I STILL HAVE A DREAM
Dear Four Winds 10,
I STILL HAVE A DREAM
Thank you for posting Dr. King\'s speech. I think that it is the first time that I have ever read it in its entirety.
As an African-American in my 50\'s, I can say that I have seen great changes since Dr. King gave that speech. So many barriers have been broken down. I can now go to any hotel and restaurant that I could not go to as a little girl if I lived in the south. And while I am aware that voter manipulation still continues through today, I do not face the horrific experiences that my ancestors faced in their effort to vote and bring about change.
I can live anywhere that I can afford to without even being given a second look. When I moved into a predominately white suburb, I thought about the possibility that we may see a burning cross in our yard one day, but it never happened. My neighbors welcomed me most graciously.
Yes, much has changed. This is not to say however, that we have arrived as a nation, we still have a long ways to go, but we are so much further along than the days that my grandfather would describe to my mother how he remembers seeing lynchingâ?Ts and tar and feathering of black men in the south.
I never met my grandfather, but he lives through my motherâ?Ts memories. She said that he came from North Carolina as a descendent of slaves and was also part of the Cherokee Indian Nation. Mom described how grandfather was called was called a medicine man because he could pick the right herbs and berries to cure most medical problems suffered by people in this little township. Blacks could not see white doctors at that time, nor were they given medicine and/or supplies.
Grandfather was also called a \"seer\" back in those days. He could see into the future, and I can remember as a little girl, how our mother would tell us how among other things that he \"saw\", he saw a day coming that this country would have a black man for president. Of course I remembered our mother (who has passed on) telling us that when Mr. Obama was elected president. Sometimes I can\'t imagine how he must have felt about that revelation based on what he faced on a day to day basis in those days. I know that I never thought that I\'d see it in my lifetime.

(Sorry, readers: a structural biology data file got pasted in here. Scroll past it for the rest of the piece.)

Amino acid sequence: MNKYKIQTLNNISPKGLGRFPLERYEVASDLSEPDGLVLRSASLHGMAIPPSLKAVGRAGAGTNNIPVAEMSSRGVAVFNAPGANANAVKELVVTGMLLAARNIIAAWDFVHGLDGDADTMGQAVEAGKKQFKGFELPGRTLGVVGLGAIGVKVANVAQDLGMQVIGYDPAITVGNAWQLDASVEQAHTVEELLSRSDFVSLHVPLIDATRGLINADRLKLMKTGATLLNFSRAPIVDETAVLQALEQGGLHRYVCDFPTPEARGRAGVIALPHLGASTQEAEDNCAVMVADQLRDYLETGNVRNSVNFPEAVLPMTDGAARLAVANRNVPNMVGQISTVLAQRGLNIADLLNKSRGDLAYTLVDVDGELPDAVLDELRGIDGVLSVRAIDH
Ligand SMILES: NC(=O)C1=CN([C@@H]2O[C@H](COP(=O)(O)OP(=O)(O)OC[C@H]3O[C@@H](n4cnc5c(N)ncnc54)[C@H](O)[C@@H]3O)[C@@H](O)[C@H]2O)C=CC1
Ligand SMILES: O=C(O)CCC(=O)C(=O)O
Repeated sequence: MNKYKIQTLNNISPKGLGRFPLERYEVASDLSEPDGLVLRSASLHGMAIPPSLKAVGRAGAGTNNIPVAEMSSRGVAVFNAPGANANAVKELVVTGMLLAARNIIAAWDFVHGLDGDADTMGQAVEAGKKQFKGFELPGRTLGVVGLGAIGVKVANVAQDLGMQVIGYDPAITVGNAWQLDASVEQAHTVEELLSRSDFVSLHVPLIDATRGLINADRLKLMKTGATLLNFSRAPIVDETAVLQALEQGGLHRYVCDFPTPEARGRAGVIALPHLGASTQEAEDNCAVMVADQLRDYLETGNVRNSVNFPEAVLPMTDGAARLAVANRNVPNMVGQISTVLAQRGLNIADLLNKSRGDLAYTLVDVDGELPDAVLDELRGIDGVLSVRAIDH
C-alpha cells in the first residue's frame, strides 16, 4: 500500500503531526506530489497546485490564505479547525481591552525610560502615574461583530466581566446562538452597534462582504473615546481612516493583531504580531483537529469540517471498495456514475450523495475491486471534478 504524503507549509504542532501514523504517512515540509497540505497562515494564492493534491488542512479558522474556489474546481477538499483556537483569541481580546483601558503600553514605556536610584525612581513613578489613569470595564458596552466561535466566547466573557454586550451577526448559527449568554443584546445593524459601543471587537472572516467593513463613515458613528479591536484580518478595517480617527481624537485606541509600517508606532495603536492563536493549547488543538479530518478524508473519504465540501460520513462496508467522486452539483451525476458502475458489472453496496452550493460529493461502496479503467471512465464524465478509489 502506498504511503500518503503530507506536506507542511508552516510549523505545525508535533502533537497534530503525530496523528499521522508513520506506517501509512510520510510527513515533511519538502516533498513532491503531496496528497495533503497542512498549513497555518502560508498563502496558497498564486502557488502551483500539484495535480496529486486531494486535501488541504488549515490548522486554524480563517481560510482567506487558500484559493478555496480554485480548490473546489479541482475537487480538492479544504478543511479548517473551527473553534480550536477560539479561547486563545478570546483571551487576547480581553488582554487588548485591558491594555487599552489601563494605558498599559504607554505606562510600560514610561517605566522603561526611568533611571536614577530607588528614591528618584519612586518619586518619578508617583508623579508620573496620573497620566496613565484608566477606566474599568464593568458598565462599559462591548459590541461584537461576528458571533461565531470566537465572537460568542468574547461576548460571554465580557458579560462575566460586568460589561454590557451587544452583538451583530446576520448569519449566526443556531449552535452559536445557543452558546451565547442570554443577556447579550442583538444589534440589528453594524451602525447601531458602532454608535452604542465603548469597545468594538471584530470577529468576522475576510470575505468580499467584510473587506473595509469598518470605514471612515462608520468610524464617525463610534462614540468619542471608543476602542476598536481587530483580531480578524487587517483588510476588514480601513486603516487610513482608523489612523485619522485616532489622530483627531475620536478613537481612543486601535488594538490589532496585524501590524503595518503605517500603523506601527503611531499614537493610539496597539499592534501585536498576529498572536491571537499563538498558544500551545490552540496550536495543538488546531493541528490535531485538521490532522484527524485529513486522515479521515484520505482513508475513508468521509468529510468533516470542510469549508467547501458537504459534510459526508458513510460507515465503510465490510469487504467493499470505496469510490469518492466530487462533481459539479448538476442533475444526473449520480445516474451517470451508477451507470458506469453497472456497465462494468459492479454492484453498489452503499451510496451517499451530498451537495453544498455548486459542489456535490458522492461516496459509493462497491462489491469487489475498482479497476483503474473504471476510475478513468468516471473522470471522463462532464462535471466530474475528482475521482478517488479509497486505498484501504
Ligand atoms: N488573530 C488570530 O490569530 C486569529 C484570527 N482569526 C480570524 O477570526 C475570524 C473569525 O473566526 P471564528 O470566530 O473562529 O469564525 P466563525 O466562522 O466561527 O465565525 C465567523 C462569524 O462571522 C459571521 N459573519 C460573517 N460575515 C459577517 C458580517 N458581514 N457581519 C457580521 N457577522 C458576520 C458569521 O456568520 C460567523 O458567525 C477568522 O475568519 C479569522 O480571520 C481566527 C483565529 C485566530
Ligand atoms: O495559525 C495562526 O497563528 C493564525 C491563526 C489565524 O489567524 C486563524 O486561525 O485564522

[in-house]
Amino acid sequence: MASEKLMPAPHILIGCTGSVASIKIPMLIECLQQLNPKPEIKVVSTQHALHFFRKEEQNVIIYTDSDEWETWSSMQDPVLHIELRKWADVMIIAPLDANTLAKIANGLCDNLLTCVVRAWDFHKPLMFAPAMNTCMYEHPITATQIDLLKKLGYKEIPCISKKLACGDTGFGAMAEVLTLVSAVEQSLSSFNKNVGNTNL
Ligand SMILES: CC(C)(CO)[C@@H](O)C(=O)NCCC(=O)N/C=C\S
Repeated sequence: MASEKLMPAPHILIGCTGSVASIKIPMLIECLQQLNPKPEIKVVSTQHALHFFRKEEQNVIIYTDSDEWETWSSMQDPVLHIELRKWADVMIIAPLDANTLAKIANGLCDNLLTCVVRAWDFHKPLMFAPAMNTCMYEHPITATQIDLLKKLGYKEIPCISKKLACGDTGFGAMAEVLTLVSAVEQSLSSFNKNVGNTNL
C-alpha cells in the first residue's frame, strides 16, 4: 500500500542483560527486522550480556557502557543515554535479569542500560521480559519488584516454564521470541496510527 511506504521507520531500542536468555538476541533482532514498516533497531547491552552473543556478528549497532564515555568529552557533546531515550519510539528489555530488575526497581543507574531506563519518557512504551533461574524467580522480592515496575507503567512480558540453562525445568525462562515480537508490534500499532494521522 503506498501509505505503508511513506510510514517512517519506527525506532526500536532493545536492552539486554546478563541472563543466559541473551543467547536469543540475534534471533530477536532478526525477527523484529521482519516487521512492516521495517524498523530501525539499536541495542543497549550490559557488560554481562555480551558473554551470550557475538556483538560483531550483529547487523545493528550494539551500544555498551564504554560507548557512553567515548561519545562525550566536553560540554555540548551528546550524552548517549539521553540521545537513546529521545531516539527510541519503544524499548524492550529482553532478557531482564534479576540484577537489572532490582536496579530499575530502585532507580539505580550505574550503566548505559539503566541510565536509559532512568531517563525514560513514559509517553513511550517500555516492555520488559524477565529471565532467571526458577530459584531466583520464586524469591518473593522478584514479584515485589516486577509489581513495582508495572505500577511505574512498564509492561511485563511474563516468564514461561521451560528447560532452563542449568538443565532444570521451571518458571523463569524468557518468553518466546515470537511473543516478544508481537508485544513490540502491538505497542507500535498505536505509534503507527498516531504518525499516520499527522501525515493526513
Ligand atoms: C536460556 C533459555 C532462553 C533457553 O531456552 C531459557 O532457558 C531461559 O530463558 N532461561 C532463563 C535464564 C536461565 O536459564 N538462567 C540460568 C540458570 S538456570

And I know that unfortunately, Mr. Obama, has not represented the hopes, dreams and aspirations of Americans, both white and black and that it appears that he represents the same elite cabal that our former presidents represented, I am still encouraged. Mr. Obama may not share in the historical legacy of his ancestors being slaves, but he has to still have an understanding and empathy that may allow him to one day break the shackles that he has been bound by. I still have a dream that one day, Mr. Obama will come to claim his rightful place and become the man of change that he so eloquently espoused that he would represent in his campaign speeches.
THAT IS MY NEW DREAM TODAY. When we as a people, ( black and white) collectively envision change, it is enviable that it comes. I believe that this change is right on the horizon. \"The Powers That Be\" know it too. They are running scared because they know that their time is up.
Again, thank you Four Winds for bringing back the benevolent energy of Dr. King through this famous speech and for the work that you do in liberating all of us from the chains that have had us bound for far too long. For as in the days of the civil rights struggle, it is only through the contrast of seeing what we don\'t want, that we envision and more importantly create what we do want. Let\'s keep making that vision greater and greater until at last we have manifested into our reality.